Old School, Old Hat
Carolyn Cooke’s novel is a study in jumbled nostalgia
Review by John Bear
Daughters of the Revolution
Daughters of the Revolution is a book about a private school in New England during the ’60s.
It reminds me of a corny Saturday night drama on NBC that's on for 10 years because it gets the nostalgia crowd, even if it is insipid trash. There's one coming this fall: “Pan Am.” I think it's about Panamanian stewardesses fighting American-backed right-wing death squads in the jungles of Costa Rica.
Though Daughters initially smacks of “remember when,” writer Carolyn Cooke uses words like “lugubrious.”
If they aren't used exceedingly, 50-cent words help raise a writer’s dirty mouth up out of the gutter. At first glance, Lolita is about a child molester. But it's really about a guy with a good vocabulary.
I take back what I said about Daughters being akin to corny nostalgia shows. I doubt anyone's cervix got examined in “Happy Days.” Unless I missed that episode. Talk about jumping the shark.
The story begins with husband Heck Hellman, wife Lil and phonetically spelled daughter EV (EeeVee) at home one morning. Elaborately disjointed at first, the scene layers a missing kitten named Graham Greene with Heck’s medical school cadaver, a child with adenoids and the wife, who perhaps drinks too much. How are their narratives connected?
We are invited to wonder, though clearly no answer will soon be offered. Heck will go on an ill-fated boat ride with a friend whose newly liberated wife is sleeping with the dean of an all-boys academy. The dean will get pissed off about a female student getting admitted to his school.
While this is going on, a character may slip into thought unexpectedly. It's all a little too dreamy, more poetry than prose. Sometimes it's hard to gauge what's happening. An early passage finds the dean walking down the street and something explodes. But you never really know what; a trash can maybe. It's like a hallucination.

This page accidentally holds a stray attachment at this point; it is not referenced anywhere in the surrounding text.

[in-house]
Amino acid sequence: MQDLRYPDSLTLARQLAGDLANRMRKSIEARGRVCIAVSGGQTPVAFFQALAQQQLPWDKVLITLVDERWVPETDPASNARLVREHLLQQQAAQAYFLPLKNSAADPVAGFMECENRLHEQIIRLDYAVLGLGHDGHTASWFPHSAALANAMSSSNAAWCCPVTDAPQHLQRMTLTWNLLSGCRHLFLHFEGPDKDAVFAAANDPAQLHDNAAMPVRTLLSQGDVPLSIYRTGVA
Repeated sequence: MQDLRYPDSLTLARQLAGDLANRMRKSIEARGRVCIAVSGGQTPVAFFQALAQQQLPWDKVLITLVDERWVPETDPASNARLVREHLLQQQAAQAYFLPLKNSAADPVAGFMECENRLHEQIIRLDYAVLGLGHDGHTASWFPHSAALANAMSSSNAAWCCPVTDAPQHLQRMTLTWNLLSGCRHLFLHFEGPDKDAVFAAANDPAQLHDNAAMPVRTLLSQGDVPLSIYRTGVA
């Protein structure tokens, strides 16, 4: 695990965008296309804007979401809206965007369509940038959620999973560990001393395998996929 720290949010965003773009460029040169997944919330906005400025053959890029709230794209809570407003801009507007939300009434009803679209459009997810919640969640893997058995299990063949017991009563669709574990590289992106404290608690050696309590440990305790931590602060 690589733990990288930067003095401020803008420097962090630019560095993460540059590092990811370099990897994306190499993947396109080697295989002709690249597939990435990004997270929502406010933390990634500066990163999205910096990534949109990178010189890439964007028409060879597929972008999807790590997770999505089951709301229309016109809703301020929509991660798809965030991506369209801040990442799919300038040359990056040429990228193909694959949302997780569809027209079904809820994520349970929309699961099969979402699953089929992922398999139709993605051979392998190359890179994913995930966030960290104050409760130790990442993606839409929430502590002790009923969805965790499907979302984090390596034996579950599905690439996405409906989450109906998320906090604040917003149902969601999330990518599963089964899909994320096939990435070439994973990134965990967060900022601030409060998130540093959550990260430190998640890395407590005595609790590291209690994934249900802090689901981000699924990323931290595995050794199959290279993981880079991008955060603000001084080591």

And the book is a tad overwritten, like it was edited a million times rather than allowed to flow where it wants. But at the same time, Cooke wants it to sound like it's freewheeling. She seems to strive for moments of On the Road, if Mr. Kerouac had written that book and not simply typed it. (Yes, that was a dis on Jack Kerouac.)
Daughters is more MFA than crazy beatnik hopped up on Benzedrine; more writer’s workshop than writer on a lithium vacation. It often reads like it was passed around a table, critiqued, fine-tuned; a mechanized version of the original manuscript. It adds up to a literary conundrum—a work that’s painstakingly stream-of-consciousness. This is just one of several ways Daughters can't seem to make up its mind as to what it is.
But there are good flashes scattered here and there. Sometimes it’s beautiful. The first half of the opening sentence, “Heck Hellman, walking home from gross anatomy and his basement cadaver, felt buoyed by the sleazy promise of spring,” reads like a foot massage. It pulls you right in. “Heck Hellman” is too obvious of a fiction name, but it doesn't spoil the proceedings. Fake names always seem to be a problem in fiction, anyway. Atticus Finch. Humbert Humbert. Clare Quilty. Writers take plenty of liberties with names. (Cooke's next novel is called The Adventures of Melody Fuckwater. Not really, but you get my drift.)
Clocking in at 192 pages, it's hard to call Daughters a novel, but not just due to its brevity. Cooke has one collection of short stories out and this seems like another. With a new hardback book costing as much as oral surgery these days (at least in Mexico), some might feel ripped off. Not me. As a person with the attention span of a trout, I appreciate being caught and released.
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